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Steps per inch calculations

Official support for products purchased from the BuildYourTools.com and BuildYourCNC.com sites, and the book "Build Your Own CNC Machine (Technology in Action)" by Patrick Hood-Daniel and James Floyd Kelly.

Steps per inch calculations

Postby lkohnke » Wed Nov 10, 2010 4:37 pm

I have some problems with my calculations on steps per inch. I'm running a Blacktoe 2x4 v4 chain drive with Mach3. Everything is tight, square, flats ground...

X axis has 9 tooth drive gears which equates to 1422.222 s.p.i.
Y axis has an 11 tooth gear which I believe calculates to 1163.636 s.p.i. right?
At first I was running both x and y axis at 1422.222 by mistake and was cutting ovals where I should be cutting circles. When I plugged the 1163.636 into the y axis the ovals got worse, more elongated. Judging from that, I subtracted 1163.636 from 1422.222 and got 258.586. Then I added that 258.586 to 1422.222 and got 1680.806. So I plugged 1680.806 into the y axis in mach3 and was cutting what I believe to be perfect circles. It appears to work, but it doesn't make sense according to the formulas. Any insight as to where I'm off? What steps per inch do you guys run your x and y axis at for comparison?
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Re: Steps per inch calculations

Postby Awesomeness » Wed Nov 10, 2010 6:47 pm

BuildYourCNC.com wrote:Let's go ahead and do the math to determine the resolution (steps per inch). A standard stepping motor provides 200 steps per revolution (1.8 degrees per step). It's never recommended to set a driver for full step, so let's assume that the drivers are set to 1/16 microstepping for the stepping motors that are to drive the chain (not the lead screw). I generally recommend 1/16 for microstepping roller chain drives. There will be 16 steps for each full step. Simply multiply 200 steps per revolution by 16 and you get 3200 total steps per revolution. The sprockets that I use on this machine has 9 teeth. At the pitch of 1/4 inch, one entire revolution will yield 2.25 inches. Since we are looking for step per inch, we already know how many steps there are in one revolution, so all we need to do is divide the 3200 steps with the number of inches in one revolution (2.25 inches). So, 3200 steps per revolution divided by 2.25 inches is 1,422.2222 steps per inch.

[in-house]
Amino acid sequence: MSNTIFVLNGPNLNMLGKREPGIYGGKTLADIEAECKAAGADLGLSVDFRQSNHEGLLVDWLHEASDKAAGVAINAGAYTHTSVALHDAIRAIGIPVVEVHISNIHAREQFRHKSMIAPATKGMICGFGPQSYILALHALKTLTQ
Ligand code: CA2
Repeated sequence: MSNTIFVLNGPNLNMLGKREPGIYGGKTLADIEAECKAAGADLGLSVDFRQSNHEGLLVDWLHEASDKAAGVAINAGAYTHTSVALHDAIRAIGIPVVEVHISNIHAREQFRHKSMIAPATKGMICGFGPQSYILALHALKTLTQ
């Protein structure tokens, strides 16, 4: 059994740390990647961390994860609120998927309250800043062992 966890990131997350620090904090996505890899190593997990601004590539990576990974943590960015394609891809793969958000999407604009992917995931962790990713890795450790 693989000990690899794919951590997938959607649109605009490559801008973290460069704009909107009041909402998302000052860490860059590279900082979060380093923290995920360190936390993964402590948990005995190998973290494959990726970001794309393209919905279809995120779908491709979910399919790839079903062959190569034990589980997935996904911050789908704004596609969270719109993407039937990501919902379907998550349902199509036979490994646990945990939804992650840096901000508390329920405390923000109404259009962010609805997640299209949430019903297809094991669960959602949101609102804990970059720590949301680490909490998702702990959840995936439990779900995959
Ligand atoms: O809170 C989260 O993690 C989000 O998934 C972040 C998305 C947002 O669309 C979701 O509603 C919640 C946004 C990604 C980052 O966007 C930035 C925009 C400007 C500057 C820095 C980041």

For the lead screw, I recommend 1/4 microstepping. So, 200 steps per inch multiplied by 4 steps (per full step) is 800 steps per revolution. With lead screws, the math is a bit reversed since the mechanism is actually increasing the resolution. The lead screw, as mentioned above, yields 2 turns per inch. Since we are going the other way and the mechanism is multiplying the resolution, we need to multiply the steps per revolution by the number of turns per inch (2). So, the product of 800 and 2 is 1600. Another way to think about this (similar to the roller chain math) is to divide 800 by the number of inches in one turn, which is 1/2 inch. so, 800 divide by .5 gives us the same answer, 1600 steps per inch. you can increase both the roller chain and lead screw numbers by increasing the microstepping. Make sure to understand the torque at higher settings.


So...

((200 motor steps per revolution) * (16 microsteps per step)) / ((1/4" pitch per tooth) * (11 teeth per revolution))
= (3200 microsteps per revolution) / (2.75 inches per revolution)
= 1163.6363 steps per inch

Now, if you're saying 1680 is cutting nearly correct, you really only have 4 things in this formula to examine. Not rocket science, just have to work through it.
- Your motors are not 200 steps per revolution.
- You're not using 1/16 microstepping.
- Your gears are not 1/4" pitch per tooth.
- You do not have 11 teeth per revolution.
- (Bonus) You have a modifier applied in software, such as Mach3, to dynamically alter the output on one axis.
- (Bonus) Something is just not functioning as designed (e.g. breakout board is bad, wires are cross-talking, etc.).
If you don’t have time to do it right, when will you have time to do it over?